The summer season is on its way, bringing warmer temperatures and more sunshine. Before you participate in your favorite seasonal activities with your aging loved one, be sure you are caring for elderly parents by taking a few precautions. Seniors are especially prone to health risks in the summer months, including complications from dehydration or overheating. However, a few easy precautions can keep your summer activities safe for everyone involved.
Seniors across the country are living more active lifestyles than the generations that came before them. Retirement years are now the years for you to pursue new hobbies, make new friends, and learn new things. Thanks, in part, to longer lifespans and increased financial security, today’s seniors are finding new ways to connect with one another and stay engaged with the communities around them.
Do you or a loved one in your life suffer from memory loss? Have you ever wondered if it's dementia, or is it just normal aging? Watch our episode of Senior Living LIVE as we discuss the difference between what should be considered "normal aging" and what would be the warning signs of actual dementia.
Have you ever had the wintertime blues? Trust us: everyone gets them! Watch our episode of Senior Living LIVE as we discuss ways that you can beat the wintertime blues and live fulfilled days. Watch below or read the transcript of our conversation.
Getting older doesn’t have to mean that your parent can no longer drive. Senior driving allows seniors to maintain their independence, cultivate an active lifestyle, and sustain relationships with loved ones. Senior driving can also pose a serious danger when vision worsens, thinking isn’t what it used to be, and reflexes become slower.
Seniors are leading more active, engaged lives than ever before. From the thrill of extreme sports to the rush of new love, more and more seniors see the next chapter as a chance to hone new skills, continue growing, and pursue adventure. Activities for seniors include much more than just sitting on the porch drinking lemonade.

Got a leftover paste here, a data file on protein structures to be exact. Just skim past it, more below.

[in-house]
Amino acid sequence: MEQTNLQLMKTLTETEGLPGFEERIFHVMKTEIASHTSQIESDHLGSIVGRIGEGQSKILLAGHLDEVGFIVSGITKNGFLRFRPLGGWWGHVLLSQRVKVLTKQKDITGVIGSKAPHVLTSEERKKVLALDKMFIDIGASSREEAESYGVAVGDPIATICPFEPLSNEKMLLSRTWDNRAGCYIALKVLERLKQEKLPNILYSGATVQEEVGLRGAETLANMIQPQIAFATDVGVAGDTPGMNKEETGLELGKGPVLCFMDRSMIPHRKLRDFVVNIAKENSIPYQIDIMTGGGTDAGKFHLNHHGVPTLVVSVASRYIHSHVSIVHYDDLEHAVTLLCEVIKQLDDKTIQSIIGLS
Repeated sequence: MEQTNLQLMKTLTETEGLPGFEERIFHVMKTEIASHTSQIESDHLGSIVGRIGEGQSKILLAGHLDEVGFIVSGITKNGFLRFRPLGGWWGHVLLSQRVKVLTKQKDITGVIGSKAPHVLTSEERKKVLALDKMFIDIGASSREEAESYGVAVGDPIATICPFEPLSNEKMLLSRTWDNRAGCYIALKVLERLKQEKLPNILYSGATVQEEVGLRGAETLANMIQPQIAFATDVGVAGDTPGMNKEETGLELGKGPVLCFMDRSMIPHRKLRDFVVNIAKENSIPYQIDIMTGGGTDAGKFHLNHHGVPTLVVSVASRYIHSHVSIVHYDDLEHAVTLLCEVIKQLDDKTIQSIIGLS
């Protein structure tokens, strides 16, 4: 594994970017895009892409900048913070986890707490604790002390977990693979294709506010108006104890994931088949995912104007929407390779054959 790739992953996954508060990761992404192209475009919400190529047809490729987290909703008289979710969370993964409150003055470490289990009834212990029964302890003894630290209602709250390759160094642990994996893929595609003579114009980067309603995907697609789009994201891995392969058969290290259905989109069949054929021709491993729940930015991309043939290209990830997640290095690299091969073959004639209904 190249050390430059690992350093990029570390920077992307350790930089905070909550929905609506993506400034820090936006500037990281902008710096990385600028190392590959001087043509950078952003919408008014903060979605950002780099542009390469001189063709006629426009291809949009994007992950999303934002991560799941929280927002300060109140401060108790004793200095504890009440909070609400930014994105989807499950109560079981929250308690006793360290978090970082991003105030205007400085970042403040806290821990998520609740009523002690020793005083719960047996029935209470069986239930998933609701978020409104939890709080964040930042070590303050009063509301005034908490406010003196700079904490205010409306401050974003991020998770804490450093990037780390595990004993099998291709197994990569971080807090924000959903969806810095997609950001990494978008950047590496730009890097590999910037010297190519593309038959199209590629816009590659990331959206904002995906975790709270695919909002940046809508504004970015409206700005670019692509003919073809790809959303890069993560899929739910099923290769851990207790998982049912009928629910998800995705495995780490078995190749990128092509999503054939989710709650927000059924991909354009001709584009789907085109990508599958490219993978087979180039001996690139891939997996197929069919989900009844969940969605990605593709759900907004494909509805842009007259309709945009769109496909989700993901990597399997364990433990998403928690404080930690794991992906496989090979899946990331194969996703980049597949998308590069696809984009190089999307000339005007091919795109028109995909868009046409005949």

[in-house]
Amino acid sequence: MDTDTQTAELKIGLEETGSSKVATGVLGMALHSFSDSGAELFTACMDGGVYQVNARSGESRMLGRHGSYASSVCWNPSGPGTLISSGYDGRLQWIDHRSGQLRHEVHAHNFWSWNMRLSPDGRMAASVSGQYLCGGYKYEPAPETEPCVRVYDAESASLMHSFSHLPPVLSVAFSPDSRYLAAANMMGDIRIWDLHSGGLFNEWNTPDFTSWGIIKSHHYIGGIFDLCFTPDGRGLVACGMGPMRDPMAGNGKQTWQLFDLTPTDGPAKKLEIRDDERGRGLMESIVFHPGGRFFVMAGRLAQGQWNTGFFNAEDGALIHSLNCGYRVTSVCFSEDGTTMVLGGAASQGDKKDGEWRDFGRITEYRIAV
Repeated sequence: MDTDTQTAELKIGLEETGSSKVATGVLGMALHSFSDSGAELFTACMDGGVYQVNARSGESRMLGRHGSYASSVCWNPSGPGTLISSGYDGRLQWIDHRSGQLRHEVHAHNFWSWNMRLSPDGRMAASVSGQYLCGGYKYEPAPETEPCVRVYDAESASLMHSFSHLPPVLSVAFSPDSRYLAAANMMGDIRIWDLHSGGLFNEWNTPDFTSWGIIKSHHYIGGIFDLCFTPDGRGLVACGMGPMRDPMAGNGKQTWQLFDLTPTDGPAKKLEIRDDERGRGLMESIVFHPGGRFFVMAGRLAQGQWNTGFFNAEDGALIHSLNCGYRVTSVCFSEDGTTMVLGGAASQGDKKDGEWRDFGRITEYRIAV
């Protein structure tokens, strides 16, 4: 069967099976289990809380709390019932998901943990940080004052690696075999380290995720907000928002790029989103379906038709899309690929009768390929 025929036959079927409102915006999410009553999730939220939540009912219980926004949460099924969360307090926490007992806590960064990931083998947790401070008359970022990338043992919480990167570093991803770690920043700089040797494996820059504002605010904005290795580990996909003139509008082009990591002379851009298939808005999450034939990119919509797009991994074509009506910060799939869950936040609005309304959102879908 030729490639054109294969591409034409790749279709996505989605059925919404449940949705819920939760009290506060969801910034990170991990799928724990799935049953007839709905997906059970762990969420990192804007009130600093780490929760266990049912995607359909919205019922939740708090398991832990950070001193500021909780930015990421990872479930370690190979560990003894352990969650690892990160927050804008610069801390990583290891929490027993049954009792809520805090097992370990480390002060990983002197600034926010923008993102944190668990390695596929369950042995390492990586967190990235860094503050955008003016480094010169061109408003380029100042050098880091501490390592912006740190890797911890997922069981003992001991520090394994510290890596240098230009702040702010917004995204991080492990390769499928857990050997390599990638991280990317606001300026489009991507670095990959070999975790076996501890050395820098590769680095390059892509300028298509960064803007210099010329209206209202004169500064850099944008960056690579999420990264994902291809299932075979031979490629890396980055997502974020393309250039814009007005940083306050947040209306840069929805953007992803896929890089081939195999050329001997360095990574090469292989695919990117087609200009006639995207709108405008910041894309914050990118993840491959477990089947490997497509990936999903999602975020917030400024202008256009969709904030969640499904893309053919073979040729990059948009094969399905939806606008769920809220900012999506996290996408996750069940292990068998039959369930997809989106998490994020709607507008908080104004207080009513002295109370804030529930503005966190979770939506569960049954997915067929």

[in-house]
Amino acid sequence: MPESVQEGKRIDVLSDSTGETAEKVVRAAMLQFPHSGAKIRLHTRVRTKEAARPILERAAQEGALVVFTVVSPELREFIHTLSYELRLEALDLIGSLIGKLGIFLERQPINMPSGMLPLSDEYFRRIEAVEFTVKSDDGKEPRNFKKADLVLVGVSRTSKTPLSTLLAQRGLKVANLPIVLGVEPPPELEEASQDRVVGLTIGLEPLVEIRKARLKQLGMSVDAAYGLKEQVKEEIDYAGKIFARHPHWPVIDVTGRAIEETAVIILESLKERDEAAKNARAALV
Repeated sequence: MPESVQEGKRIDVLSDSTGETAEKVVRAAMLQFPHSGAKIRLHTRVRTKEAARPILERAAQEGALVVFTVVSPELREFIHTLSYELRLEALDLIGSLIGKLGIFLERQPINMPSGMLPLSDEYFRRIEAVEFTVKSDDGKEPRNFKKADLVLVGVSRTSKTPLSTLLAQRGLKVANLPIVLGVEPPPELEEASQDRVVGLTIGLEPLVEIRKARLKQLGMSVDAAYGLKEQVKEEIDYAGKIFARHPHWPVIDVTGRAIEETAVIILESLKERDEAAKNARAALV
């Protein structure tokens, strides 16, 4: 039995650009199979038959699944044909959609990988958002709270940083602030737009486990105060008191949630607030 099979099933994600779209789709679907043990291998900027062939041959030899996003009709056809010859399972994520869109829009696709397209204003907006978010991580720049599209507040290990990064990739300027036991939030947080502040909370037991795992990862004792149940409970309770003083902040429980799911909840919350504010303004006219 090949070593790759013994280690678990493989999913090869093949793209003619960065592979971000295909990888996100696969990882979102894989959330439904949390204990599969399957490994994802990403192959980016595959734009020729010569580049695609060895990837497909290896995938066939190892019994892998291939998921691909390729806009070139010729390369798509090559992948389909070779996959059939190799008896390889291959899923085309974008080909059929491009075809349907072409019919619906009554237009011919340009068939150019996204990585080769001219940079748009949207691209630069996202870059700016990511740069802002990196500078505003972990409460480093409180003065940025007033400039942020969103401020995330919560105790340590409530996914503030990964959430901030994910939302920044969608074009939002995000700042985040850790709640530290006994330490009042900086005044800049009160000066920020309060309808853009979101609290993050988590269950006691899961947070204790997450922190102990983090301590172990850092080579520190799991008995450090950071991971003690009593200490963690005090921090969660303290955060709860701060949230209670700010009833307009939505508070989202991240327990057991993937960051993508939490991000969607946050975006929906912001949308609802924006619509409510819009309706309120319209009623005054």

Many times, medical concerns and complications happen more frequently as seniors age. Many seniors require the assistance of prescription or over-the-counter medications to combat symptoms of illness or pain. Even the healthiest of seniors can find themselves at the doctor’s office with an infection that requires antibiotics. However, with the addition of medication to a senior’s daily routine, some can end up taking medicines incorrectly.
According to theNational Alliance on Mental Illness, more than 6.5 million seniors in 2009 suffered from depression. The statistic may be eight years old but remains startling today because many people still don’t see clinical depression as a problem for aging parents.
According to the U.S. 2010 Census, 28.3 percent of Americans older than age 65 lived alone. If you break that down just by ages 65 to 74, the number drops to 21.6 percent (because many spouses are still alive at this age) but increases to 32.2 percent for the 75-to-84 age group and 48.2 percent for seniors over age 85.
Surprised at those numbers? As Americans’ life expectancy has increased so has their preference toward independence, even if that means living alone. Many seniors do fine on their own, requiring and accepting some help from family and friends (not many 90-year-old grandmothers will change a car tire on their own, for example) but mostly living their lives as they did when their spouses were still alive.